Composed in four parts between 1883 and 1885, Thus Spoke ZarathustraThus Spoke Zarathustra is a rejection of traditional systems of religious morality, the idea of the will to power, and a vision of a new, higher mode of being, the ubermensch" or "Superman," one of Nietzsche's most famous and controversial figures. As innovative stylistically as it is philosophically, Thus Spoke Zarathustra is both a literary masterpiece and an enduring classic of moral thought. This version of Thus Spoke Zarathustra is the translation by Thomas Common.
Public Domain (P)2011 Tantor
John Lee has a very rich, mellifluous voice, but the reading he delivers here is unengaged and extremely sloppy. One gets the distinct impression that he has no familiarity with the material at all, and has not made any attempt to prepare himself. For example, he does nothing to register the voices of different characters, and repeatedly reads questions as though they were regular sentences (almost as though he didn't notice the question mark until it was too late). Instead of a nuanced, attentive performance, we get an extremely monotonous reading that never varies from a crisp, polished 'high style'--doing absolutely nothing to capture the exuberant energy and variety of Nietzche's prose. In short, it sounds very much like an automated 'robo-reader' with an Oxford accent.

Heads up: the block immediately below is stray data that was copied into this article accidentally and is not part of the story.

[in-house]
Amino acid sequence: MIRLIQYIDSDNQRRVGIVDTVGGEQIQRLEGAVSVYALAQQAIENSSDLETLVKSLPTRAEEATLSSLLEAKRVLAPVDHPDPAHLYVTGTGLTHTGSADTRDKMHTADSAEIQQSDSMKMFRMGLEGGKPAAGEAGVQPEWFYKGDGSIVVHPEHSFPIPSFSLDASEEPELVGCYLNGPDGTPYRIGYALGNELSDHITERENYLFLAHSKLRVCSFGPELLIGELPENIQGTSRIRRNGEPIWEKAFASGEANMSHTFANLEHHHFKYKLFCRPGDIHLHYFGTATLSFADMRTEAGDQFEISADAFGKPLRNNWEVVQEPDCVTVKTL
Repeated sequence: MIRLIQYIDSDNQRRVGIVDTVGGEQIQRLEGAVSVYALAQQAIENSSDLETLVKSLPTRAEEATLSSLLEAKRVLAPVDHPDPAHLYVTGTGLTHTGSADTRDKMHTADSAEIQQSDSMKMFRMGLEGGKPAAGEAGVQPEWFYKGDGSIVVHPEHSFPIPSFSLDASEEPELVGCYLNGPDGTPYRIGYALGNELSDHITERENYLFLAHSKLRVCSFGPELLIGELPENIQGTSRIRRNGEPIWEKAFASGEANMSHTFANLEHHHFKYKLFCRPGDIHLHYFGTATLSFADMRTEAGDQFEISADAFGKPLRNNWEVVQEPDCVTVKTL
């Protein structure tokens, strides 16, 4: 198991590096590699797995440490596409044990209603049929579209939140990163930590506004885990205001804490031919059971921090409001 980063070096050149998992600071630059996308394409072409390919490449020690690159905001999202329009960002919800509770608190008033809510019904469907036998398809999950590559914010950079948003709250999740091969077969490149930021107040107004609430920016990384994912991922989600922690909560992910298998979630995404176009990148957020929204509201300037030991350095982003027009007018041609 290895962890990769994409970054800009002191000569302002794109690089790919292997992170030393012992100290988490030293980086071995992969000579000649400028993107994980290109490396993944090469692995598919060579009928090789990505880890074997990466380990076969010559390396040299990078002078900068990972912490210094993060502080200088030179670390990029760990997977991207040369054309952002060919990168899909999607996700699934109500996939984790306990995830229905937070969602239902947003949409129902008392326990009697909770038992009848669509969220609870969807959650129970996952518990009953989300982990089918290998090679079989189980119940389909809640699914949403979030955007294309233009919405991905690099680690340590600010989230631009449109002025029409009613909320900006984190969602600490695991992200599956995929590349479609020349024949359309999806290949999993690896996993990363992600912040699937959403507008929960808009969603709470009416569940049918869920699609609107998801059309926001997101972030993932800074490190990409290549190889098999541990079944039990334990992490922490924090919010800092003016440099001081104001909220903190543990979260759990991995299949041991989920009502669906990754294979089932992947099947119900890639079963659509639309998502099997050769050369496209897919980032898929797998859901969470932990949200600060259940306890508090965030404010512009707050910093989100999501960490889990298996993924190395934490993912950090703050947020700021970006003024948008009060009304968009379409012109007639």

The book itself, on the other hand, is lots of fun and a must-read for anyone interested in Nietzche's philosophy.
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